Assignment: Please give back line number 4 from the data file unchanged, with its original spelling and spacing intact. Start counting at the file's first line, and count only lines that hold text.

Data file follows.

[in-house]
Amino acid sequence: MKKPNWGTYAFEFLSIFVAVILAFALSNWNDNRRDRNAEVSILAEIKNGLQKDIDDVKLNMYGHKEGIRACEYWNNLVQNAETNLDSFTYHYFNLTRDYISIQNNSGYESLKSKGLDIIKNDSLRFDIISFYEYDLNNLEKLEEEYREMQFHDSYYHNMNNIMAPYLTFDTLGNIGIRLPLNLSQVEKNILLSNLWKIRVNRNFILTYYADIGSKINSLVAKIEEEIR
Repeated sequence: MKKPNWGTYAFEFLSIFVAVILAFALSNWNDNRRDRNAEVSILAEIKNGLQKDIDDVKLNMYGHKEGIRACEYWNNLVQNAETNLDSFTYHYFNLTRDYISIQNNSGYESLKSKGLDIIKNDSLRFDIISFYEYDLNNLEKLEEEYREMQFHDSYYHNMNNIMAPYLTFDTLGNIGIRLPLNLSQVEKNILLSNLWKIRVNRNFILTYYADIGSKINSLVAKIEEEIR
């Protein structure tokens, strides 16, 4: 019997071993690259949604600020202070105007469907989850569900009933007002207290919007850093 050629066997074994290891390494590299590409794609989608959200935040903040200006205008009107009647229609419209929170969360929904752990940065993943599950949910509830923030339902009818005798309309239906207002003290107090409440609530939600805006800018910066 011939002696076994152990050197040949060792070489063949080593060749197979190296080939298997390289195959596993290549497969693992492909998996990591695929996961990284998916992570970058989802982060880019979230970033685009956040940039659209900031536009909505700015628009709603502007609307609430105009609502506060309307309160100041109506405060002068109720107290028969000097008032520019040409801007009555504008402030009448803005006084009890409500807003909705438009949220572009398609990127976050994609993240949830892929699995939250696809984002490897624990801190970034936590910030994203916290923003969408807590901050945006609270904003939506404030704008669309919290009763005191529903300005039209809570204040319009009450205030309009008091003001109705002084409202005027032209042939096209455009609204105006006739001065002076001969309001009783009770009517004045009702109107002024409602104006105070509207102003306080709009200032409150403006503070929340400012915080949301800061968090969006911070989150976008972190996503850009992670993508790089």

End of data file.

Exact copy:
């Protein structure tokens, strides 16, 4: 019997071993690259949604600020202070105007469907989850569900009933007002207290919007850093 050629066997074994290891390494590299590409794609989608959200935040903040200006205008009107009647229609419209929170969360929904752990940065993943599950949910509830923030339902009818005798309309239906207002003290107090409440609530939600805006800018910066 011939002696076994152990050197040949060792070489063949080593060749197979190296080939298997390289195959596993290549497969693992492909998996990591695929996961990284998916992570970058989802982060880019979230970033685009956040940039659209900031536009909505700015628009709603502007609307609430105009609502506060309307309160100041109506405060002068109720107290028969000097008032520019040409801007009555504008402030009448803005006084009890409500807003909705438009949220572009398609990127976050994609993240949830892929699995939250696809984002490897624990801190970034936590910030994203916290923003969408807590901050945006609270904003939506404030704008669309919290009763005191529903300005039209809570204040319009009450205030309009008091003001109705002084409202005027032209042939096209455009609204105006006739001065002076001969309001009783009770009517004045009702109107002024409602104006105070509207102003306080709009200032409150403006503070929340400012915080949301800061968090969006911070989150976008972190996503850009992670993508790089």